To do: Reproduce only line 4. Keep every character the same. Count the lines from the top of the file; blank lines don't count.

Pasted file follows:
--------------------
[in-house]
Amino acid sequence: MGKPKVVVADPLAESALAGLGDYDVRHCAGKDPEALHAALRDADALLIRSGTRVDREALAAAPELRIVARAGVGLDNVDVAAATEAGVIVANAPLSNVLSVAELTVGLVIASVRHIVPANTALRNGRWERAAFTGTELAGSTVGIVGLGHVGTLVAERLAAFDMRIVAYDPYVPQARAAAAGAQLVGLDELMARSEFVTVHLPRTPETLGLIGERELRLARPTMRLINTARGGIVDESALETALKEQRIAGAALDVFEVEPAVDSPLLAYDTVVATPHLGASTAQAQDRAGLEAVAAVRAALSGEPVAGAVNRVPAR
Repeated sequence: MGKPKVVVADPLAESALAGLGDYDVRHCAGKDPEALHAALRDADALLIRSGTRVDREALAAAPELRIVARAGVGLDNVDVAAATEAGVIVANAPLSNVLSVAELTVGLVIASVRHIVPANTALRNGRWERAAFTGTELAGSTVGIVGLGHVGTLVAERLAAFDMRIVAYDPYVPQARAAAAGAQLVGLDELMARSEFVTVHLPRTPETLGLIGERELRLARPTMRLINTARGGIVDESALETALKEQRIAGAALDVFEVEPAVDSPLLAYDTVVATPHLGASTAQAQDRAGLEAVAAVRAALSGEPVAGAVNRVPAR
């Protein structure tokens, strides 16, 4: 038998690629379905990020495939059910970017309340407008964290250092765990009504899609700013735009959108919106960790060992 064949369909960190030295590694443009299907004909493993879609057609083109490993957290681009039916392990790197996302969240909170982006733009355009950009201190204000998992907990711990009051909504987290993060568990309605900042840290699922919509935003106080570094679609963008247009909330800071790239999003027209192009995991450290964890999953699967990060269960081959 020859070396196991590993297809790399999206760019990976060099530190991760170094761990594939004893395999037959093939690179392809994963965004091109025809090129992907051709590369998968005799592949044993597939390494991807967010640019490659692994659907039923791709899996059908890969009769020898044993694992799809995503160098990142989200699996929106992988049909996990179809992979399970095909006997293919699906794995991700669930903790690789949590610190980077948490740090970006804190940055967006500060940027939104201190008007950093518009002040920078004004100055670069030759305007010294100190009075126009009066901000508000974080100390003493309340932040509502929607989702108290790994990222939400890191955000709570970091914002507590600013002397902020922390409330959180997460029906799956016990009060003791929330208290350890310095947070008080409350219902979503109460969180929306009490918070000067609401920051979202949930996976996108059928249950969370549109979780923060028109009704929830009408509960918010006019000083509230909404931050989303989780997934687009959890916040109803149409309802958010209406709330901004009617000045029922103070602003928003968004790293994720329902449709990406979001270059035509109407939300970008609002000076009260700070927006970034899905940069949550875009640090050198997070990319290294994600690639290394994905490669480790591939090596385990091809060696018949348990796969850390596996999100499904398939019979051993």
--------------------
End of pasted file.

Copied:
């Protein structure tokens, strides 16, 4: 038998690629379905990020495939059910970017309340407008964290250092765990009504899609700013735009959108919106960790060992 064949369909960190030295590694443009299907004909493993879609057609083109490993957290681009039916392990790197996302969240909170982006733009355009950009201190204000998992907990711990009051909504987290993060568990309605900042840290699922919509935003106080570094679609963008247009909330800071790239999003027209192009995991450290964890999953699967990060269960081959 020859070396196991590993297809790399999206760019990976060099530190991760170094761990594939004893395999037959093939690179392809994963965004091109025809090129992907051709590369998968005799592949044993597939390494991807967010640019490659692994659907039923791709899996059908890969009769020898044993694992799809995503160098990142989200699996929106992988049909996990179809992979399970095909006997293919699906794995991700669930903790690789949590610190980077948490740090970006804190940055967006500060940027939104201190008007950093518009002040920078004004100055670069030759305007010294100190009075126009009066901000508000974080100390003493309340932040509502929607989702108290790994990222939400890191955000709570970091914002507590600013002397902020922390409330959180997460029906799956016990009060003791929330208290350890310095947070008080409350219902979503109460969180929306009490918070000067609401920051979202949930996976996108059928249950969370549109979780923060028109009704929830009408509960918010006019000083509230909404931050989303989780997934687009959890916040109803149409309802958010209406709330901004009617000045029922103070602003928003968004790293994720329902449709990406979001270059035509109407939300970008609002000076009260700070927006970034899905940069949550875009640090050198997070990319290294994600690639290394994905490669480790591939090596385990091809060696018949348990796969850390596996999100499904398939019979051993």